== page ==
In Linux, a group is a unit in which you can manage privileges for several users simultaneously. Linux groups allow you to manage multiple user permissions quickly and easily.
In this tutorial learn how user groups work in Linux, and how to add users to specific groups.
- A system running Linux
- A user account with sudo or root privileges
- Access to a terminal window/command line (Ctrl-Alt-T, Ctrl-Alt-F2)
What is a User Group in Linux
In Linux, different users have different roles or responsibilities. Some users might need the ability to execute applications, while others are restricted from accessing specific files and folders.
Groups let you create categories of users with pre-set permissions. Instead of managing permissions for each user account, you can simply add a user to a group to grant the appropriate permissions.
The primary group is set to the logged-in user. Any files the user creates are automatically added to that group. A user can only belong to one primary group at a time. A primary group with the same name as the user is created, and any files created by the user are included in that group.
A user can belong to any number of secondary groups (including none). Secondary groups are created to manage individual files and software applications. Members of the group inherit the read, write, and execute privileges for that group.
How to Create a User Group
To create a new group, enter the following:
sudo groupadd new_group
Replace new_group with the name you want for your new group.
How to Add User to Group
Add an Existing User to an Existing Group
adduser command to add a user to a group:
sudo adduser user_name new_group
useradd command to add a user:
sudo useradd –G new_group user_name
You can also use the
usermod command to add a user to a group:
sudo usermod –a –G group_name user_name
usermod command uses the
–group options to append the user to a particular group. Without using
–append, the user could be dropped from other groups.
Add a User to Multiple Groups at Once
Use the usermod command to specify multiple groups to add to:
sudo usermod –a –G new_group,new_group2,new_group3 user_name
Create a User and Add to Group
This is useful for creating a new user on the fly for a specific software application. Enter the following:
sudo useradd –G new_group new_user
Next, assign a password to the new user:
sudo passwd new_user
Change a Users Primary Group
All previous commands have been used to manage the secondary groups a user belongs to. In most cases, a user’s primary group is the same as their username.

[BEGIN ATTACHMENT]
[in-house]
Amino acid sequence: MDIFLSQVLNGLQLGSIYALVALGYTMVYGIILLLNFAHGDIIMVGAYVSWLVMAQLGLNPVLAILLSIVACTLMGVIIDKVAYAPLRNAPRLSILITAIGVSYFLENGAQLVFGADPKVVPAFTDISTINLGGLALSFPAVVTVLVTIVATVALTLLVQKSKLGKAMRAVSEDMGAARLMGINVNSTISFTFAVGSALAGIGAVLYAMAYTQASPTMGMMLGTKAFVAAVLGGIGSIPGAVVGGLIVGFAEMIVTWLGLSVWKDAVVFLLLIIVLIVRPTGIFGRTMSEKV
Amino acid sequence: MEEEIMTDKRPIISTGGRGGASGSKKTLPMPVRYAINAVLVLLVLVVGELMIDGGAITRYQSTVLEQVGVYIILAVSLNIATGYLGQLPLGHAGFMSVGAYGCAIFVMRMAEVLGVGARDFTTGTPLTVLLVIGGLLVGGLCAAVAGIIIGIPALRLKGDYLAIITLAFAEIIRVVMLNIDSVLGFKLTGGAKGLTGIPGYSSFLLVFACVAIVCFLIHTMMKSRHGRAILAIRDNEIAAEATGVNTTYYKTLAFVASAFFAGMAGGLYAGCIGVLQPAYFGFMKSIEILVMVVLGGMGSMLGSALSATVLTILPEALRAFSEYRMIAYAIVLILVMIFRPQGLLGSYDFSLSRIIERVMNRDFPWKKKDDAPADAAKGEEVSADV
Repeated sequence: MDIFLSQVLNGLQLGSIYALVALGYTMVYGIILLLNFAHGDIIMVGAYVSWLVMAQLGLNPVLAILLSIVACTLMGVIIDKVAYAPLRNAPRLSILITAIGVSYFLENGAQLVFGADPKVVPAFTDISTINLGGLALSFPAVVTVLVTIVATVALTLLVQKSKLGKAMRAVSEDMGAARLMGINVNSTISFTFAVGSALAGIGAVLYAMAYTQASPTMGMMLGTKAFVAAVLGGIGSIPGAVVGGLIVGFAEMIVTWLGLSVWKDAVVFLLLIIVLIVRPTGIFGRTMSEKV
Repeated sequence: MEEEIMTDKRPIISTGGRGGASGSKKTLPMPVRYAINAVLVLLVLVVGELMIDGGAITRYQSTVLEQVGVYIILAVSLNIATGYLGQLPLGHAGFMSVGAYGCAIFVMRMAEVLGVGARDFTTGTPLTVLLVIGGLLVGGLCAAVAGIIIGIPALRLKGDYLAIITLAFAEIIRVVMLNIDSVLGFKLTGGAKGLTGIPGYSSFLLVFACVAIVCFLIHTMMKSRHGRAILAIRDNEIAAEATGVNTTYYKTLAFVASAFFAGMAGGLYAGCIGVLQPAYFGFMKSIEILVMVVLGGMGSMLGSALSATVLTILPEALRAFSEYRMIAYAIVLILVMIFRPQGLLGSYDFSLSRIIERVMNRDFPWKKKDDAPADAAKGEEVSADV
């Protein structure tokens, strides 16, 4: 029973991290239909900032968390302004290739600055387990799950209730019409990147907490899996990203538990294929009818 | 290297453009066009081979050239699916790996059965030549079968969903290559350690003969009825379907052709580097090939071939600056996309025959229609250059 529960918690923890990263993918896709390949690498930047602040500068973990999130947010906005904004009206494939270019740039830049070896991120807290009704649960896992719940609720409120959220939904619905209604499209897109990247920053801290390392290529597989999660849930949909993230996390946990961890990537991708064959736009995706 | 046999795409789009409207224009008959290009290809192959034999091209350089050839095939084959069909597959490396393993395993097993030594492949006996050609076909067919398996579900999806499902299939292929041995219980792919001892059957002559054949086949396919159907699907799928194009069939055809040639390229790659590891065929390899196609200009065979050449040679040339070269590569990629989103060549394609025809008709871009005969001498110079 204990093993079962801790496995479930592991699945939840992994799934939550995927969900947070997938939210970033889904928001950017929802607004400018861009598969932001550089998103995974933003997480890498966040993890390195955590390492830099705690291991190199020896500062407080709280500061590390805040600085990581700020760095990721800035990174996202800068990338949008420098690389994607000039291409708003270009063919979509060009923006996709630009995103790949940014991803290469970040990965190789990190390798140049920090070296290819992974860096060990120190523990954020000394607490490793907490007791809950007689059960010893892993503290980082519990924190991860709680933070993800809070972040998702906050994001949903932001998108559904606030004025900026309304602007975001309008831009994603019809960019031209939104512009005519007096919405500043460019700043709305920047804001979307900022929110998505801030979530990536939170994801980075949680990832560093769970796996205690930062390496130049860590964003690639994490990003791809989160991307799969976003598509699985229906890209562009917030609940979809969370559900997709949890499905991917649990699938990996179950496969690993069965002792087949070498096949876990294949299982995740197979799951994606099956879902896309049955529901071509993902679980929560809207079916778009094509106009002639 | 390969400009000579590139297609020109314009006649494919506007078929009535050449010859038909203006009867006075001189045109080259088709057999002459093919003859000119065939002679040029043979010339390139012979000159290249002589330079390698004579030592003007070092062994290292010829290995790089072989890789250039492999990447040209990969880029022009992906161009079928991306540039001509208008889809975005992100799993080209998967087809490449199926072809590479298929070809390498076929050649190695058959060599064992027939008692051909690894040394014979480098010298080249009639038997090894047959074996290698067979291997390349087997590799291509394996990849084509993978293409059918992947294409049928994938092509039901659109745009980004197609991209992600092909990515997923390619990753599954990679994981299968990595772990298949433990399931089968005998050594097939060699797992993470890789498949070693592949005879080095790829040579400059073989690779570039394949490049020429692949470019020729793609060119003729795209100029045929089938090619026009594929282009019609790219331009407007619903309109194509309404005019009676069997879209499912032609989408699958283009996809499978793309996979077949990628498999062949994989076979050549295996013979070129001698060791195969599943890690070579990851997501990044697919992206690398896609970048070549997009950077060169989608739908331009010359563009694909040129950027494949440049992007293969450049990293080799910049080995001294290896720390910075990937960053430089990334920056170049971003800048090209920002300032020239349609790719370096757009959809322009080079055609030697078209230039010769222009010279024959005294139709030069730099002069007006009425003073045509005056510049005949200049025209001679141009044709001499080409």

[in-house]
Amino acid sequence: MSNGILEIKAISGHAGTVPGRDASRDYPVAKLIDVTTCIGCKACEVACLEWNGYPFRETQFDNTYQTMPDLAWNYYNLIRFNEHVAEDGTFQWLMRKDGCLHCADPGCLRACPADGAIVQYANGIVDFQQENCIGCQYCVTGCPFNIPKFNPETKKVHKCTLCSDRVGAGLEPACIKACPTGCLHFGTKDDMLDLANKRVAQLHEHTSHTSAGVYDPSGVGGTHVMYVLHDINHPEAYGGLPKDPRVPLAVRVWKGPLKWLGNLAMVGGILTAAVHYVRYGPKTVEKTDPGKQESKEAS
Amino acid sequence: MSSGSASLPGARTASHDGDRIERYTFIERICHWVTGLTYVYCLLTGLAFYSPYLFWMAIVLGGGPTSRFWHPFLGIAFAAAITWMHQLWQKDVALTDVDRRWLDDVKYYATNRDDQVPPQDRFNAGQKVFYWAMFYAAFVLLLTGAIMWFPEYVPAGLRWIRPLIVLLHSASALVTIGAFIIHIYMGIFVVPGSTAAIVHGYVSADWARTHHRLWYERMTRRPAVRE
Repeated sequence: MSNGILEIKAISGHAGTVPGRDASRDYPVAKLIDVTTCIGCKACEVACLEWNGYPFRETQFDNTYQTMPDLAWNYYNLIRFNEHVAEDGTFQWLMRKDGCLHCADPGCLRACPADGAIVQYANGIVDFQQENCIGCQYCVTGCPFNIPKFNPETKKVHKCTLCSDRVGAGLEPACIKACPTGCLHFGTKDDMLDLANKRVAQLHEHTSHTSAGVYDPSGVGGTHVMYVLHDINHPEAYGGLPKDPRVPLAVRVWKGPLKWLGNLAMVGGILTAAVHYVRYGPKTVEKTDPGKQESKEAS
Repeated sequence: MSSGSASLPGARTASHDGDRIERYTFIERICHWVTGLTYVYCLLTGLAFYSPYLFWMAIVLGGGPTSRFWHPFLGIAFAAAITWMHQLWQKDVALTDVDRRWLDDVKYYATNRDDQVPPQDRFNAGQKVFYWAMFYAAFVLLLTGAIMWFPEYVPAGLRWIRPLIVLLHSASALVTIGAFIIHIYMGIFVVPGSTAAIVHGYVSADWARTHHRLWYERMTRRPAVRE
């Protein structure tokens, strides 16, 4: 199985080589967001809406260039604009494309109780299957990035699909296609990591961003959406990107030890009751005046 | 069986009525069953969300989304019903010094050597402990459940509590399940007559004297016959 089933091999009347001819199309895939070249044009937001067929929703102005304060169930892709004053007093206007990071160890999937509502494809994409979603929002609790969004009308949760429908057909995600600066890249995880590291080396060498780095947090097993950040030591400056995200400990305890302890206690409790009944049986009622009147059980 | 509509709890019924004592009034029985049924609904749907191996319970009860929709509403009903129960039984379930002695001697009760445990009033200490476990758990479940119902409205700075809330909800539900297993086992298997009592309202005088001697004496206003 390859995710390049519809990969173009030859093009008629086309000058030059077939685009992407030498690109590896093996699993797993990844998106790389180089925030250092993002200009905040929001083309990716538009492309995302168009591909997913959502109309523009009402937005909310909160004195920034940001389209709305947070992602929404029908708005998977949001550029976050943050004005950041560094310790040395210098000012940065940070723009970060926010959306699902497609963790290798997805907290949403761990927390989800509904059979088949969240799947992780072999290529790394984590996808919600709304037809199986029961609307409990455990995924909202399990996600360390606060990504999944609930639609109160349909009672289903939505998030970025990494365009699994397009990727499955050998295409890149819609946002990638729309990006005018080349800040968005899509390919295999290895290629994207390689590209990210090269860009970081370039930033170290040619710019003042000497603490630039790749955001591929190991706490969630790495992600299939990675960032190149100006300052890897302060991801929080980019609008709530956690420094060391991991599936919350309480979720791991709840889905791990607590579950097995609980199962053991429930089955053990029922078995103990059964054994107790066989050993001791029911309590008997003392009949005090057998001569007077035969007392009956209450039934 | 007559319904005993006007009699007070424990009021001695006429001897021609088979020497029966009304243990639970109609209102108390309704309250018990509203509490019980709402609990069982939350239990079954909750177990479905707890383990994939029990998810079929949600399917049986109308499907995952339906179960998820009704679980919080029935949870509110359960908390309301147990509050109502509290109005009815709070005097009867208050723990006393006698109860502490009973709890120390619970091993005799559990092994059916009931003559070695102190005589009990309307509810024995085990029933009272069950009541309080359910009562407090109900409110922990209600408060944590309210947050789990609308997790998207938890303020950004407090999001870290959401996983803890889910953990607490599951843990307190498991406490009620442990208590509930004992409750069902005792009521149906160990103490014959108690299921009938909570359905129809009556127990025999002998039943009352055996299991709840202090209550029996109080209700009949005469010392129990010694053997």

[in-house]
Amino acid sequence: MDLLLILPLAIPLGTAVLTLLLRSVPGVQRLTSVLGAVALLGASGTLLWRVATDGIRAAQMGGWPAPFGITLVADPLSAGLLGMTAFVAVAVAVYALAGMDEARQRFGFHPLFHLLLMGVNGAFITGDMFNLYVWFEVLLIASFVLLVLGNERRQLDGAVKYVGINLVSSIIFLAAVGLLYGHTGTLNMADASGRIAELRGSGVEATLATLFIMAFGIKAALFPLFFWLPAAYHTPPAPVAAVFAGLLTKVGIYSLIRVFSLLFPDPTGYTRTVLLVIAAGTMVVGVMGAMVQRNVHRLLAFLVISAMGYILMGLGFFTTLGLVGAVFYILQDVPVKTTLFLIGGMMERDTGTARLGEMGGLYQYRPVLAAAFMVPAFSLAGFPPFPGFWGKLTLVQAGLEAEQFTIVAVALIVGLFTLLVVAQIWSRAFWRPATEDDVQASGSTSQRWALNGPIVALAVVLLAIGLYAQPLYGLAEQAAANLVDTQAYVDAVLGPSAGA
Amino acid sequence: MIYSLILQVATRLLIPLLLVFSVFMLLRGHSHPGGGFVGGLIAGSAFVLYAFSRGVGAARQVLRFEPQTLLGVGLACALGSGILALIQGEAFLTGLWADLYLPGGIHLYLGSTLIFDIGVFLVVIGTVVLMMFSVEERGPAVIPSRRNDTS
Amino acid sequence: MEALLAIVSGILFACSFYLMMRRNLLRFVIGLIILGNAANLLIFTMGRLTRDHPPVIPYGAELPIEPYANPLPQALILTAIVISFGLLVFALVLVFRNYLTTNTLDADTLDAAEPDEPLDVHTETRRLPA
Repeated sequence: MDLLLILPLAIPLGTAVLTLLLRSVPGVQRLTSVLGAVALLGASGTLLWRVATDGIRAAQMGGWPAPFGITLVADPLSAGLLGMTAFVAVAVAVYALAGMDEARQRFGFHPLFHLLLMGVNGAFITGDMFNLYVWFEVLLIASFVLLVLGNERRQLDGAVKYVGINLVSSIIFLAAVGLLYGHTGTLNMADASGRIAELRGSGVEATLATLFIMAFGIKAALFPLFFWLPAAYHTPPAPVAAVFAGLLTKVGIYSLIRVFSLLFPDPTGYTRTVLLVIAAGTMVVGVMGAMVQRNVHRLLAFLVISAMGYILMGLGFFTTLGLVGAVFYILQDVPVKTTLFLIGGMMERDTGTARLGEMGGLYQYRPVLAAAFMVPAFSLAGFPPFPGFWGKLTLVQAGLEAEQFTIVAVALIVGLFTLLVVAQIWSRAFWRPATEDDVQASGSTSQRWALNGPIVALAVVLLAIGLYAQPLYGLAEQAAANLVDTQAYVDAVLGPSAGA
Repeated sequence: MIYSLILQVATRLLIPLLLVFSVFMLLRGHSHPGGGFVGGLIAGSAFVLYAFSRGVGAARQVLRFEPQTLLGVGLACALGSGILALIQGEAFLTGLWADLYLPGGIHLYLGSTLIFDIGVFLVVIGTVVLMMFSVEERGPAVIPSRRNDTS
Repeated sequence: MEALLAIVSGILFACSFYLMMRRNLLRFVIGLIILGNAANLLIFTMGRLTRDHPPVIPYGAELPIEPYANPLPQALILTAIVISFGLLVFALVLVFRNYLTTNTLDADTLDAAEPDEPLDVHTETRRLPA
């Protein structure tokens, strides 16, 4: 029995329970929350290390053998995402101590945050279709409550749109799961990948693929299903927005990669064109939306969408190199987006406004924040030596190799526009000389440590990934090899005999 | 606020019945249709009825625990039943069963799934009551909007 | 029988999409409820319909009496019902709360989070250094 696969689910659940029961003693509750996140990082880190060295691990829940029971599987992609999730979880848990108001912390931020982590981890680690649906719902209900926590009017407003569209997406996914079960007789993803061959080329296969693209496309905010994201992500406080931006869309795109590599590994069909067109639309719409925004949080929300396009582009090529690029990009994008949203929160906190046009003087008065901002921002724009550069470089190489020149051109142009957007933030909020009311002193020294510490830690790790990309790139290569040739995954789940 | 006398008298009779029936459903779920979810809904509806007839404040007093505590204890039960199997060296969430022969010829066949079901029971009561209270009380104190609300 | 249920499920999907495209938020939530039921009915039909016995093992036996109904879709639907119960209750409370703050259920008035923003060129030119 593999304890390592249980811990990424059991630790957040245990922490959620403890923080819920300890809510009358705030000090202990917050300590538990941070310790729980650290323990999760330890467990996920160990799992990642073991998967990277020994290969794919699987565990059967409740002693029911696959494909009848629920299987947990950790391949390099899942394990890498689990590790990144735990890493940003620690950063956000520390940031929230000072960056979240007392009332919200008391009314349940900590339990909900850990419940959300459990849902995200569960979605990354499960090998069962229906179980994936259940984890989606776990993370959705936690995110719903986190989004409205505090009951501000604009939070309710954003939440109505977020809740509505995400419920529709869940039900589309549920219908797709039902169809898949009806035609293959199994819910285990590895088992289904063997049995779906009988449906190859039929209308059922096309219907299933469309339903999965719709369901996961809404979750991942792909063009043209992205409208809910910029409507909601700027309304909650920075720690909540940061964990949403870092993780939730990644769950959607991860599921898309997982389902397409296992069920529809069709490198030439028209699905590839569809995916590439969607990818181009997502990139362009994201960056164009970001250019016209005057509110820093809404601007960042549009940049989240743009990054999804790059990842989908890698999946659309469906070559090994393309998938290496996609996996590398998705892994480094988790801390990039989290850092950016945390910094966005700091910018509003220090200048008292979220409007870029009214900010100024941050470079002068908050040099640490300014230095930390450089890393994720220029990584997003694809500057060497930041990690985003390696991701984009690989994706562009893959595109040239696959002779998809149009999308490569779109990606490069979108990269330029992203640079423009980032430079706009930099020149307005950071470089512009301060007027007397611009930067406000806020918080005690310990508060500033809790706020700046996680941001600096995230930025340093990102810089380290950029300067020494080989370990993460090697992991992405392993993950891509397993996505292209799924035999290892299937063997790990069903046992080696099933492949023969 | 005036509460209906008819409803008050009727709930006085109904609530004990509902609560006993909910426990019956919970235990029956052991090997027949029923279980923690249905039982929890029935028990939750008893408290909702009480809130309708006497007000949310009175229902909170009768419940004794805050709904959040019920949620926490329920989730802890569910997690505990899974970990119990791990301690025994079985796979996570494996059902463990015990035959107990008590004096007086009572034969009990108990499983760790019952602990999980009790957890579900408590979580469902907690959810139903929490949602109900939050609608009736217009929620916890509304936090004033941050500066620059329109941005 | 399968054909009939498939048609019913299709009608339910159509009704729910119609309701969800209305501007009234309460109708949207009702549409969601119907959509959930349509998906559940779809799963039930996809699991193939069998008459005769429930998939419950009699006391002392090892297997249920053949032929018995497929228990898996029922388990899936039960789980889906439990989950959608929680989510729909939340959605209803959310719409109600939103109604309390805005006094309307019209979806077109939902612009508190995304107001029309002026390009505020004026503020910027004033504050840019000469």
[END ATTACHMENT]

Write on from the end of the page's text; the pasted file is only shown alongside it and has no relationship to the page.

To change a users primary group, enter the command:
sudo usermod –g new_group user_name
–g specifies the primary group. (Upper-case
–G refers to a secondary group.) A user can only have one primary group, so the old primary group user_name won’t be primary anymore for this user.
How to Remove a User From a Group
The gpasswd tool is used for managing groups. To remove a user from a group:
sudo gpasswd –d user_name new_group
Note: The gpasswd tool can also be used for other administrative tasks such as defining group administrators and setting a password for access to group resources. Use the Linux man command
man gpasswd for details.
Delete a Group
To delete a group, use the command:
sudo groupdel new_group
How to List Groups in Linux
Linux comes with several different groups by default. Some of these, like the sudo group, can be used to grant permissions. Others are hidden, used for system tasks.
To view a list of groups on your system by displaying the /etc/groups file:
sudo nano /etc/groups
To display the groups that a user belongs to with the
The image above shows the groups that the logged-in user ‘sofija’ belongs to. You can display groups for a different user by specifying the username:
Another method to display the groups a user belongs to, including user ID (uid) and group ID (gid), is to use the
Other Common Groups
There are a several common group names you might encounter in Linux:
- sudo – A member of this group can use the sudo command to elevate their privileges
- wheel – This is an older method of granting sudo-like privileges
- cdrom – Allows the user to mount the optical drive
- adm – Allows the user to monitor Linux system logs
- lpadmin – Allows the user to configure printers
- plugdev – Allows the user to access external storage devices
You should now have a good understanding of Linux groups and how to add and remove members from those groups. For more information on specific commands, you can enter the man command to display a manual in your terminal window.